1. a gradual sinking to a lower level
2. something that 20-somethings swear we’ll never do
Let’s talk about what it means to be part of the Millennial Generation for a moment. In spite of recessions, volcanoes and the media’s incessant urge to shove Lindsay Lohans and Kate Gosselins down our throats, we are optimistic. We are confident and empowered. We count on always being the exception, and never the rule, and on eventually getting everything that we want out of life (and more!). This stubborn belief that we deserve the best may seem naïve and entitled, but it’s the truth nonetheless.And hey, at least we’re willing to work our asses off for it.
Given all this, it should be obvious that we have no intention of setting – whether it’s in love, career, or what cool bar we want to hit up on Friday night.
So it’s no wonder that I found myself laughing and shaking my head in disbelief when I finally forced myself to pick up Lori Gottlieb’s “Marry Him: The Case for Settling for Mr. Good Enough”– the follow-up book to her massively controversial 2008 Atlantic Monthly article. In both, if you can wade through all the reader-friendly caveats (see: “I don’t mean to say that settling is ideal.”), she basically argues that young single women like myself should stop holding out for true love and passion and should instead settle for any decent guy who’s willing to marry us and won’t screw up our kids too badly. Because in the end (end = your 40′s), being in a disappointing marriage is better than being alone.
I’m confused: has Gottlieb not seen “The Notebook?” I don’t know one girl under 30 who plans to settle for anything less. Whether she’s right or wrong, poor Gottlieb is wasting her time.
Lots has been written about how the book is an offensive affront to women, feminism and the entire academic field of statistics. For the sake of time, I don’t feel the need to add another angry voice to the chorus. But I WOULD like to point out that Gottlieb’s argument is just, well, not very relevant to our generation of non-daters, even if she expressly wrote it for us to read. On one hand, settling is a word that simply isn’t in our vocabulary. And on the other hand, dating is essentially dead – a fact that 43-year-old Gottlieb clearly knows nothing about.So why is Gottlieb telling us to date guys we don’t like, when we’re not even dating the ones who we DO like?
Look, I get the general idea – give guys a break. Don’t rule them out just because they don’t make a lot of money or forget to pop a Tic Tac before trying to kiss you. But Gottlieb is out of touch in her assumption that women my age are NOTgiving less-than-ideal men a chance. Maybe years ago, when exchanged phone numbers, traditional dates, and unambiguous rejections were the norm, she was right. But it’s 2010, and we now live in a post-dating world. And in this world, guys have plenty of casual opportunities to surprise and woo us, despite a receding hairline or an unremarkable resume.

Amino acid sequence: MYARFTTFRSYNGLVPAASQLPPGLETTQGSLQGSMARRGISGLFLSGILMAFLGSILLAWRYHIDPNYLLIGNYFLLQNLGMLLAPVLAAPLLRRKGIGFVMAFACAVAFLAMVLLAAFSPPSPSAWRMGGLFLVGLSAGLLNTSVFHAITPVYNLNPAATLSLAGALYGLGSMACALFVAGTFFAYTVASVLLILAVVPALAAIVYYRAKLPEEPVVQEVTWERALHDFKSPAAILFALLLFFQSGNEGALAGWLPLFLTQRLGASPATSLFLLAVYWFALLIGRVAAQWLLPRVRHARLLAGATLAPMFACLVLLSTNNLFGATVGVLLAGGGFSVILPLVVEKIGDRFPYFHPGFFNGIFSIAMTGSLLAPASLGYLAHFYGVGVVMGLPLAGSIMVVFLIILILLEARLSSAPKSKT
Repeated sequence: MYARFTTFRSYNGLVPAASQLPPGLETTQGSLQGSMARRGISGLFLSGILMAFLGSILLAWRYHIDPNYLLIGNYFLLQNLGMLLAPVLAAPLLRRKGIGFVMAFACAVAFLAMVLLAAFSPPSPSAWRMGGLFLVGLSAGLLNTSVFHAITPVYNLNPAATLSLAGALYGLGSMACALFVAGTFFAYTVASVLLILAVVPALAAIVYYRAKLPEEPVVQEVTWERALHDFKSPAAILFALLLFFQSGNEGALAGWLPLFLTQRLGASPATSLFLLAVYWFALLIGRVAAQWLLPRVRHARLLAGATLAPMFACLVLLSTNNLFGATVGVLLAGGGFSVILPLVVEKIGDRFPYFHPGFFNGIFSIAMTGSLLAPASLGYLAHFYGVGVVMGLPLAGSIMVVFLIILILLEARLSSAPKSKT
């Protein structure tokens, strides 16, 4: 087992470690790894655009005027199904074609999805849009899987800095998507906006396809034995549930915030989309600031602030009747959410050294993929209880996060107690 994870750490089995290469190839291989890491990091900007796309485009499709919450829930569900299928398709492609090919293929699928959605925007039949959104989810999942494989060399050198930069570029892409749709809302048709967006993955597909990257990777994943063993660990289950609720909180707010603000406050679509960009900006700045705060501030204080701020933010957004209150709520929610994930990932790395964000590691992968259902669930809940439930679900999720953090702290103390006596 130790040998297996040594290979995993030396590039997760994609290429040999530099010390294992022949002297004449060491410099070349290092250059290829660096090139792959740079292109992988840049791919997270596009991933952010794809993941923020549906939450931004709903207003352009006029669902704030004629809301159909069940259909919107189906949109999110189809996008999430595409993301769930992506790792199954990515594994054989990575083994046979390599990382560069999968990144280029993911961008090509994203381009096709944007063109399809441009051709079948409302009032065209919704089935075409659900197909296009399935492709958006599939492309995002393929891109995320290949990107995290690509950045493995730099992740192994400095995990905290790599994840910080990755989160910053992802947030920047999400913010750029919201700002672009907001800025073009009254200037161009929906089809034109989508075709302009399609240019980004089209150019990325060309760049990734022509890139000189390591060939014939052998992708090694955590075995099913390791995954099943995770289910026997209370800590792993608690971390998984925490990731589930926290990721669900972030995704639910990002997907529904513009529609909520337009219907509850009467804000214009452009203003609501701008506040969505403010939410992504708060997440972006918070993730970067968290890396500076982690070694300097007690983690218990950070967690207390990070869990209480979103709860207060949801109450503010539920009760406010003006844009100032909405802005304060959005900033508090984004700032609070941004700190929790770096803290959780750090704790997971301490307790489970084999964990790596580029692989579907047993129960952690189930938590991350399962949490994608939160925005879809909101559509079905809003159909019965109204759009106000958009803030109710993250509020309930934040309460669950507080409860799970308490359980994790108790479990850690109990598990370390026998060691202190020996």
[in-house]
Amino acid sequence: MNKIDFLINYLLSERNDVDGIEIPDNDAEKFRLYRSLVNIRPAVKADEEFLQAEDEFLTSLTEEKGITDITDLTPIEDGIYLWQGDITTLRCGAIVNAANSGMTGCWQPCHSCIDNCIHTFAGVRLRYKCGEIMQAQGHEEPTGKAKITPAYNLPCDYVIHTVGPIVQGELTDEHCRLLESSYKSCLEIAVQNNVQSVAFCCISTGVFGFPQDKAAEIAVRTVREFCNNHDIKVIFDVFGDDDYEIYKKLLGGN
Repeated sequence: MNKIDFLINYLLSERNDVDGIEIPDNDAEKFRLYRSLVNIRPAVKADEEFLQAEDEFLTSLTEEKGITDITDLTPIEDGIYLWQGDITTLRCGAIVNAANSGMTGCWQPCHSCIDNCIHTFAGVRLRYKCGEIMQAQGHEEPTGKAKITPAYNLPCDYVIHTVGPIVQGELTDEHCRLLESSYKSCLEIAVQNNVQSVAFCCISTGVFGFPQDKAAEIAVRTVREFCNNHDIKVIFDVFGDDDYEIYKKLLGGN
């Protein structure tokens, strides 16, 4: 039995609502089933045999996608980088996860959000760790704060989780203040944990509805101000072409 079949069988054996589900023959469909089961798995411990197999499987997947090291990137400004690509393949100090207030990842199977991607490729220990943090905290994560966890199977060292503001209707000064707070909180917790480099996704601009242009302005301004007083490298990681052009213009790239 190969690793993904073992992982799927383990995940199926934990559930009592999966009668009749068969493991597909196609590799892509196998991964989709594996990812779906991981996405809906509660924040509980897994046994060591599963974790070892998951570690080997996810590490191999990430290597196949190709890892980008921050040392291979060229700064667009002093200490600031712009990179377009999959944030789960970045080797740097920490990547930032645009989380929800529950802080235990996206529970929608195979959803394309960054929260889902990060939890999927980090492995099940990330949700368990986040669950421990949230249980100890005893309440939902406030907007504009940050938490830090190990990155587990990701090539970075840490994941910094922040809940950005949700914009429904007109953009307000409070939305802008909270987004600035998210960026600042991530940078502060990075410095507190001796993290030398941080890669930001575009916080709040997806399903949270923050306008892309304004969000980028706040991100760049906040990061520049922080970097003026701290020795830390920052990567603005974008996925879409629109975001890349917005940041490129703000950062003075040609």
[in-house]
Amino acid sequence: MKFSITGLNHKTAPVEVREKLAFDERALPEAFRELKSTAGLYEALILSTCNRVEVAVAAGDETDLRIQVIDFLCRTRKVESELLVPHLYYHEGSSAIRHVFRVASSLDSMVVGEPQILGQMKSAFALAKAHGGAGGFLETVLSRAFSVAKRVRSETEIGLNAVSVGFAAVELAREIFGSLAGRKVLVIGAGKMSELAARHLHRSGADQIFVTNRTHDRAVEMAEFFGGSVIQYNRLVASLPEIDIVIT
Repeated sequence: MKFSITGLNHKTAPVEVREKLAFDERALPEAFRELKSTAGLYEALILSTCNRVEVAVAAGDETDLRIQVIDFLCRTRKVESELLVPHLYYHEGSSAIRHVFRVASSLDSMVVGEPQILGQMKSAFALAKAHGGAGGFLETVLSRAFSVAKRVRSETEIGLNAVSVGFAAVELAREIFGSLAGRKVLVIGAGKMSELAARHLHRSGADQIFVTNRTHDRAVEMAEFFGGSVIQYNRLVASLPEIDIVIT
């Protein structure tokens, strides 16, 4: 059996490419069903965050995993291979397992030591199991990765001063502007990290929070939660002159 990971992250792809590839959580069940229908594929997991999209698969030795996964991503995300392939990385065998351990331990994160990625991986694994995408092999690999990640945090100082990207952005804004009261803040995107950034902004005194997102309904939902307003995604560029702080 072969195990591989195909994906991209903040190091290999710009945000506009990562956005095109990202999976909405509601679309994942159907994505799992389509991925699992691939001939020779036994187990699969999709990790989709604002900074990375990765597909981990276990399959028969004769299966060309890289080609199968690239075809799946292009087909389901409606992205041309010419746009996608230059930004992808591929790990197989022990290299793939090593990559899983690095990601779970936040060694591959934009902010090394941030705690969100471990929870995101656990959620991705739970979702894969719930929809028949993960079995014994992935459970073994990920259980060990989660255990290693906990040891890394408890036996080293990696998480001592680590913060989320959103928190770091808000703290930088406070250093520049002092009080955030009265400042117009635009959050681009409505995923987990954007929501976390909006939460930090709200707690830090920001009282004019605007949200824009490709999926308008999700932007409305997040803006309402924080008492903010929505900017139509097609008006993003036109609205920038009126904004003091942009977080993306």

What Gottlieb fails to recognize is that the more ambiguous settings that now make up our love lives – parties, group dinners, networking events, email exchanges, soccer games, Facebook wall flirtations, text convos – usually offer guys multiple chances to impress us without fear of a formal rejection. Aside from going on the occasional formal date, us girls are constantly interacting with guys who we’re NOT officially dating, in person and via technology. We may be picky about who we call our boyfriend, but we’re not that picky about who we’re willing to Gchat with. And if that guy ends up being cooler than we might have initially thought, then, great! We’re into him!
Screw Gottlieb: we ARE giving guys a chance, every time that we reply to their texts or respond to their tweets.We’re not an army of man-eating superwomen who see men as imperfect and disposable playthings. But we’re also not going to settle for boring, passionless relationships out of fear. So what shouldwe do to feel proactive in making sure that we avoid Gottlieb’s fate?
Let’s start with this. We need to look around us and realize that we actually know tons of guys – co-workers, ex-flames, friends of friends, teammates, bandmates, classmates, bartenders at our regular spots – who could end up being unlikely yet awesome suitors.We’re in a perfect position to fall for imperfect guys because, in this casual atmosphere, we don’t have to rule them out so quickly and decidedly. And the sooner that we recognize and embrace this, the sooner we can stop stressing about who we are and aren’t dating, and the sooner we can adapt to the new ways of finding Mr. Right so that we don’t end up having to settle like Gottlieb and all her case studies.
Because, seriously. Who has time to be bitter and desperate when you’re getting ready to rule the world?
Jess is the co-creator of Dating & Hookup, alongside her childhood best friend Becky Lynch, and is the author of the book - yep! - Dating & Hookup. She never tires of hearing your post-dating stories. She wants you to enjoy your love life, and is full of advice on how to do so.
datingandhookup.com is a website that explores modern romance in the Millennial era – which, let’s be honest, looks nothing like we were taught to expect. We feature essays, advice and social commentary with humor, compassion and brains, and we vow never, ever to publish a piece called “The 10 Best Ways to Satisfy Your Man in Bed”. Do click to submit your work to us. We love you.
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